Jim Delany is a smart man.
His history of successes as Big Ten commissioner reads like a Michael Phelps swimming resume. In 22 years he has overseen the development of instant replay, the conference basketball tournament and the cash cow Big Ten Network. The last two were the strokes of innovation; a true repeatable system of replay had never been established nor a network devoted strictly to a conference. Now, replay is everywhere and the University of Texas just signed their own deal with ESPN.
Usually, pioneers are the ones with arrows on their backs. In Delany's case, you better be the one who ducks when he rolls into town.
That's why Monday's announcement that the new Big Ten football championship game would be awarded solely to Indianapolis -- and not rotated with Chicago or other Midwestern cities with big stadiums like Detroit or Green Bay -- was hard to consume. It didn't sound like the decision of a visionary. I didn't sound like Jim Delany.
His reasons were sensible enough -- Indianapolis's bid was more streamlined than Chicago's and he stressed the importance of "fan comfort" in deciding the host site. He also said something about the "consistency of planning." It's hard to quibble with those answers. I'm a Cubs season ticket holder, so fan comfort to me is not getting splashed with another man's urine while I relive myself in the bathroom troughs at Wrigley Field.
If I were a holder of Hewlett-Packard stock, I'd be most pleased with his reasoning. It's what you would expect from a corporate communications manager. But I expect more from Delany. The Big Ten football championship games will be the first ever played, the culmination to one of the most historic periods in the conference's history. They have a network that is beamed into tens of millions of homes. Nebraska enters as the 12th team. Divisional play.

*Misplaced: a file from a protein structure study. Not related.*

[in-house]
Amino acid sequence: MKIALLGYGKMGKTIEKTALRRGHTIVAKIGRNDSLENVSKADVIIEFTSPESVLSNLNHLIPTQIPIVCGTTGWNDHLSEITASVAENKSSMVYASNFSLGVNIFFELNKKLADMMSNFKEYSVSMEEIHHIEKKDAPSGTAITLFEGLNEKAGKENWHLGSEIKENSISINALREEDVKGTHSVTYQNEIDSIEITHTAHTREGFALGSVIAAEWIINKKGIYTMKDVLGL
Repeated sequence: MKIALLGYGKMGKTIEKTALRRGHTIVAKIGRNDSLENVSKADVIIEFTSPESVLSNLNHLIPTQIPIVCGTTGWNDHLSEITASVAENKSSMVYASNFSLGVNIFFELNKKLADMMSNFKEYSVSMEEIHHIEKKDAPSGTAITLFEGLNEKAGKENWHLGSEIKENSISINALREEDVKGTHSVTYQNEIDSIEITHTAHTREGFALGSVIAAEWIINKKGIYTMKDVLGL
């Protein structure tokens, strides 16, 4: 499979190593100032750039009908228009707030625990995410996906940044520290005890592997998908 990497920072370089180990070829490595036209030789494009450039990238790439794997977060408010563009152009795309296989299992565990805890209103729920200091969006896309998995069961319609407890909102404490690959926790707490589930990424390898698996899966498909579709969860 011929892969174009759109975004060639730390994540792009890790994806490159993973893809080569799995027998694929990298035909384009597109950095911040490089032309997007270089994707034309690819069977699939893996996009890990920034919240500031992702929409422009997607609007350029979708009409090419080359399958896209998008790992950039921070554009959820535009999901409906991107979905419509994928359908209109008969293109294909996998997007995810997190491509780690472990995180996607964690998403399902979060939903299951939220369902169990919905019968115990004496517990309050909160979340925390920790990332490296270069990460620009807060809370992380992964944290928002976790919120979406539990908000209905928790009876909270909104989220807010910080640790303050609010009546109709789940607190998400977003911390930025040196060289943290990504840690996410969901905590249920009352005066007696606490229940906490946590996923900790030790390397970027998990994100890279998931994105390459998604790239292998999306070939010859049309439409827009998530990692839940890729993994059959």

Why not double down on this and rotate the games? Why can't you have the 2012 game at Soldier Field? Have the 2013 at Ford Field in Detroit, then 2014 at Lambeau Field, rotate indoor and outdoor. The cultural interest in these games would far surpass what you will have in Indianapolis. How fun would it be for fans to travel to a different site each year? That would do more for "fan comfort" than the static, controlled environment of the new Hoosier Dome (Michigan! Penn State! The Rose Bowl at stake! Welcome to Lucas Oil Stadium. Leave your socks in the car!)
Look, even our smartest leaders make boneheaded decisions (google Ted Turner Time Warner). But on a day when our century's most brilliant mock turtlenecked entrepreneur, Steve Jobs, announced more cool stuff from Apple, it was disappointing to hear one of college sports most admirable front men drop the ball.
Jim Delany, you blew it.